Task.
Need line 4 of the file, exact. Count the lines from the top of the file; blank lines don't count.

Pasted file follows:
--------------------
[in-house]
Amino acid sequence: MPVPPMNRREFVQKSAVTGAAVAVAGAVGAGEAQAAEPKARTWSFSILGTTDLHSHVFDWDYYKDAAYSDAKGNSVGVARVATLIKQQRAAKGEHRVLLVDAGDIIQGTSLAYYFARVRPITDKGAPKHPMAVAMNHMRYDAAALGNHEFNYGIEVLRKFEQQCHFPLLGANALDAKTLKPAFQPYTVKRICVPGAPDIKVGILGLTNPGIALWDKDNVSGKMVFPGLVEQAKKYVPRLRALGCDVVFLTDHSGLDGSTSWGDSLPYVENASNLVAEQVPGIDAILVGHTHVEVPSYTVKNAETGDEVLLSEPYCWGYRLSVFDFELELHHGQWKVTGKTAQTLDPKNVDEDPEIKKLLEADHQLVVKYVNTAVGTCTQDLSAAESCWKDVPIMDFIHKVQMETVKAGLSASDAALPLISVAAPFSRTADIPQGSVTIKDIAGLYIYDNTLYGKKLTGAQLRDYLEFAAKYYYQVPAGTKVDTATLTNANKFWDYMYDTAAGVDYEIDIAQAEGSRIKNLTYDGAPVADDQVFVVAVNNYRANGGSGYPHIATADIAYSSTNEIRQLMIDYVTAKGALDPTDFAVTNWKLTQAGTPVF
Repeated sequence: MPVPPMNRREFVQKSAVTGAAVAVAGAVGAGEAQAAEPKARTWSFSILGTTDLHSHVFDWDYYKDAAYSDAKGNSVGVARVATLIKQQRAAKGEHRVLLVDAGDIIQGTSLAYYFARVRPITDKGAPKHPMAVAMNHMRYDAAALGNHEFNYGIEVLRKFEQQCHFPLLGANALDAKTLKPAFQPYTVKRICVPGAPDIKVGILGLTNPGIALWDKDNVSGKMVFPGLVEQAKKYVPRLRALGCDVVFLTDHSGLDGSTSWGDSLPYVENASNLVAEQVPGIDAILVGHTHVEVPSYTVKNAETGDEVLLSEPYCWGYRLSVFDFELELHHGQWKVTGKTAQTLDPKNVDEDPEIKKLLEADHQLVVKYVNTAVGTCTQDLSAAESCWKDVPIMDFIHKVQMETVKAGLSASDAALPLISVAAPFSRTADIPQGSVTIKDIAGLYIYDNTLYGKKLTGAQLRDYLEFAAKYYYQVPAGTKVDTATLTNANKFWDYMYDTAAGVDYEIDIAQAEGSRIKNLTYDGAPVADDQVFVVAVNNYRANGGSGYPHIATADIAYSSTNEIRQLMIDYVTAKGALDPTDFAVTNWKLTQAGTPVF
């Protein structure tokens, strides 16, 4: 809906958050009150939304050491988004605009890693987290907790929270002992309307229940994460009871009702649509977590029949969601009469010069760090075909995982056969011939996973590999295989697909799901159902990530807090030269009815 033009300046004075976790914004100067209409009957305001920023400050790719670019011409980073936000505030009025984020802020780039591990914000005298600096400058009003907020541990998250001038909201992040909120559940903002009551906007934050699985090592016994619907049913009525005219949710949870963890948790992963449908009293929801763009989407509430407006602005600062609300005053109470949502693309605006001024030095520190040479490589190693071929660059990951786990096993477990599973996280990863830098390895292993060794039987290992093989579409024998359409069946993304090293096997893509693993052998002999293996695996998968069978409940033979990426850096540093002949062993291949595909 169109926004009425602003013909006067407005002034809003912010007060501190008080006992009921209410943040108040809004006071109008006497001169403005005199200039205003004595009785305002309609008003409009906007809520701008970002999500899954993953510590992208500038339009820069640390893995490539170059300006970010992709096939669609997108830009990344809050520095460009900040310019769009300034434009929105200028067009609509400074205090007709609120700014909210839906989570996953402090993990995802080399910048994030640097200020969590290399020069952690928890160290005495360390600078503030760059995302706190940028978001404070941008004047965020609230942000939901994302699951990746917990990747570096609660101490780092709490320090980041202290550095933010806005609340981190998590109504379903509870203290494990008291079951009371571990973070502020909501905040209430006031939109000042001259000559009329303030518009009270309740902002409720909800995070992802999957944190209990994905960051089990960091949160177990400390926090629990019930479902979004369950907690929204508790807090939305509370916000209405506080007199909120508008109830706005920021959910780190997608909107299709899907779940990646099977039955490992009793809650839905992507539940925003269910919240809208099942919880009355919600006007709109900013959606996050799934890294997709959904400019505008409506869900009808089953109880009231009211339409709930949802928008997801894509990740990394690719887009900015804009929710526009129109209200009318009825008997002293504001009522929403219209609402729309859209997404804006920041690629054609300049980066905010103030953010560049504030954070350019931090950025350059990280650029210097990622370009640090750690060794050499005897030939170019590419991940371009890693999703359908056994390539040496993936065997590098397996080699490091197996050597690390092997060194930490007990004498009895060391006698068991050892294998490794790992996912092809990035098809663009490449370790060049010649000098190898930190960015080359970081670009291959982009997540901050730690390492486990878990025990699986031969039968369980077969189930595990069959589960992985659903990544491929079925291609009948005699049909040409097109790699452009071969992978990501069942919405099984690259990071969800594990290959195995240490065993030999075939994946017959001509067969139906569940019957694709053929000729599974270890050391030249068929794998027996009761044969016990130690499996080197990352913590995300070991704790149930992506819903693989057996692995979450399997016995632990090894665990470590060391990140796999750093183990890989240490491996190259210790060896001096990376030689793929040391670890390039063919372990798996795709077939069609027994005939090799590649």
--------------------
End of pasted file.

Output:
């Protein structure tokens, strides 16, 4: 809906958050009150939304050491988004605009890693987290907790929270002992309307229940994460009871009702649509977590029949969601009469010069760090075909995982056969011939996973590999295989697909799901159902990530807090030269009815 033009300046004075976790914004100067209409009957305001920023400050790719670019011409980073936000505030009025984020802020780039591990914000005298600096400058009003907020541990998250001038909201992040909120559940903002009551906007934050699985090592016994619907049913009525005219949710949870963890948790992963449908009293929801763009989407509430407006602005600062609300005053109470949502693309605006001024030095520190040479490589190693071929660059990951786990096993477990599973996280990863830098390895292993060794039987290992093989579409024998359409069946993304090293096997893509693993052998002999293996695996998968069978409940033979990426850096540093002949062993291949595909 169109926004009425602003013909006067407005002034809003912010007060501190008080006992009921209410943040108040809004006071109008006497001169403005005199200039205003004595009785305002309609008003409009906007809520701008970002999500899954993953510590992208500038339009820069640390893995490539170059300006970010992709096939669609997108830009990344809050520095460009900040310019769009300034434009929105200028067009609509400074205090007709609120700014909210839906989570996953402090993990995802080399910048994030640097200020969590290399020069952690928890160290005495360390600078503030760059995302706190940028978001404070941008004047965020609230942000939901994302699951990746917990990747570096609660101490780092709490320090980041202290550095933010806005609340981190998590109504379903509870203290494990008291079951009371571990973070502020909501905040209430006031939109000042001259000559009329303030518009009270309740902002409720909800995070992802999957944190209990994905960051089990960091949160177990400390926090629990019930479902979004369950907690929204508790807090939305509370916000209405506080007199909120508008109830706005920021959910780190997608909107299709899907779940990646099977039955490992009793809650839905992507539940925003269910919240809208099942919880009355919600006007709109900013959606996050799934890294997709959904400019505008409506869900009808089953109880009231009211339409709930949802928008997801894509990740990394690719887009900015804009929710526009129109209200009318009825008997002293504001009522929403219209609402729309859209997404804006920041690629054609300049980066905010103030953010560049504030954070350019931090950025350059990280650029210097990622370009640090750690060794050499005897030939170019590419991940371009890693999703359908056994390539040496993936065997590098397996080699490091197996050597690390092997060194930490007990004498009895060391006698068991050892294998490794790992996912092809990035098809663009490449370790060049010649000098190898930190960015080359970081670009291959982009997540901050730690390492486990878990025990699986031969039968369980077969189930595990069959589960992985659903990544491929079925291609009948005699049909040409097109790699452009071969992978990501069942919405099984690259990071969800594990290959195995240490065993030999075939994946017959001509067969139906569940019957694709053929000729599974270890050391030249068929794998027996009761044969016990130690499996080197990352913590995300070991704790149930992506819903693989057996692995979450399997016995632990090894665990470590060391990140796999750093183990890989240490491996190259210790060896001096990376030689793929040391670890390039063919372990798996795709077939069609027994005939090799590649």